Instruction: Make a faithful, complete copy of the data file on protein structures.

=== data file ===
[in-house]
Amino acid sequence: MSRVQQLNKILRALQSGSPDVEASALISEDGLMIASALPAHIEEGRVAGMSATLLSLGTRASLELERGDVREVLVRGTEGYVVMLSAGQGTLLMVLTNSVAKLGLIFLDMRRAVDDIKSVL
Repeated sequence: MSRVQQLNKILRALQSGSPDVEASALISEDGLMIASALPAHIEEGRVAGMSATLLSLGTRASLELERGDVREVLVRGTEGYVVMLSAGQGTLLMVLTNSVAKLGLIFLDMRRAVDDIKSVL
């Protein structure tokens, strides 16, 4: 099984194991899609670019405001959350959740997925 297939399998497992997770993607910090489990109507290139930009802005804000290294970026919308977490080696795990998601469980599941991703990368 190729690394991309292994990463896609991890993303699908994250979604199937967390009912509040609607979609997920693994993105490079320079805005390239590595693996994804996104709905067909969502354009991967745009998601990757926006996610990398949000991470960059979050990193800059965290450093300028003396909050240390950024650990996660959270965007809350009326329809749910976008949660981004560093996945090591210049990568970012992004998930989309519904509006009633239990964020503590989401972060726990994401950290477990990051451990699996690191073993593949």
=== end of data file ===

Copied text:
[in-house]
Amino acid sequence: MSRVQQLNKILRALQSGSPDVEASALISEDGLMIASALPAHIEEGRVAGMSATLLSLGTRASLELERGDVREVLVRGTEGYVVMLSAGQGTLLMVLTNSVAKLGLIFLDMRRAVDDIKSVL
Repeated sequence: MSRVQQLNKILRALQSGSPDVEASALISEDGLMIASALPAHIEEGRVAGMSATLLSLGTRASLELERGDVREVLVRGTEGYVVMLSAGQGTLLMVLTNSVAKLGLIFLDMRRAVDDIKSVL
């Protein structure tokens, strides 16, 4: 099984194991899609670019405001959350959740997925 297939399998497992997770993607910090489990109507290139930009802005804000290294970026919308977490080696795990998601469980599941991703990368 190729690394991309292994990463896609991890993303699908994250979604199937967390009912509040609607979609997920693994993105490079320079805005390239590595693996994804996104709905067909969502354009991967745009998601990757926006996610990398949000991470960059979050990193800059965290450093300028003396909050240390950024650990996660959270965007809350009326329809749910976008949660981004560093996945090591210049990568970012992004998930989309519904509006009633239990964020503590989401972060726990994401950290477990990051451990699996690191073993593949």